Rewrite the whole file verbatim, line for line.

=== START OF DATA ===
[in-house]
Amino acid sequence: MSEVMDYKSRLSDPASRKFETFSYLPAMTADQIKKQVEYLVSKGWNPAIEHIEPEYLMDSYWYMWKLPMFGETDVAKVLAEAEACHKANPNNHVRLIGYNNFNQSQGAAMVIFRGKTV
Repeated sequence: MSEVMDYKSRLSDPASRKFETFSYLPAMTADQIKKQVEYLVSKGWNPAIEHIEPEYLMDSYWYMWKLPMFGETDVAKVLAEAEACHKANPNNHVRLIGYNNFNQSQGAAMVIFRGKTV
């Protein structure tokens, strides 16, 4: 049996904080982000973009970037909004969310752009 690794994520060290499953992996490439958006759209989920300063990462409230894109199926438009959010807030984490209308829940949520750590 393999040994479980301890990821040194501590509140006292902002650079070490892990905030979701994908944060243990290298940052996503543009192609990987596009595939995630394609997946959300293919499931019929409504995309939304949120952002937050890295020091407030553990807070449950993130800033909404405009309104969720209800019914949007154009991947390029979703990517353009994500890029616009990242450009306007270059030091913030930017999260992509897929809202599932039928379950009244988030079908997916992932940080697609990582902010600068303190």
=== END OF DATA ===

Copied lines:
[in-house]
Amino acid sequence: MSEVMDYKSRLSDPASRKFETFSYLPAMTADQIKKQVEYLVSKGWNPAIEHIEPEYLMDSYWYMWKLPMFGETDVAKVLAEAEACHKANPNNHVRLIGYNNFNQSQGAAMVIFRGKTV
Repeated sequence: MSEVMDYKSRLSDPASRKFETFSYLPAMTADQIKKQVEYLVSKGWNPAIEHIEPEYLMDSYWYMWKLPMFGETDVAKVLAEAEACHKANPNNHVRLIGYNNFNQSQGAAMVIFRGKTV
């Protein structure tokens, strides 16, 4: 049996904080982000973009970037909004969310752009 690794994520060290499953992996490439958006759209989920300063990462409230894109199926438009959010807030984490209308829940949520750590 393999040994479980301890990821040194501590509140006292902002650079070490892990905030979701994908944060243990290298940052996503543009192609990987596009595939995630394609997946959300293919499931019929409504995309939304949120952002937050890295020091407030553990807070449950993130800033909404405009309104969720209800019914949007154009991947390029979703990517353009994500890029616009990242450009306007270059030091913030930017999260992509897929809202599932039928379950009244988030079908997916992932940080697609990582902010600068303190």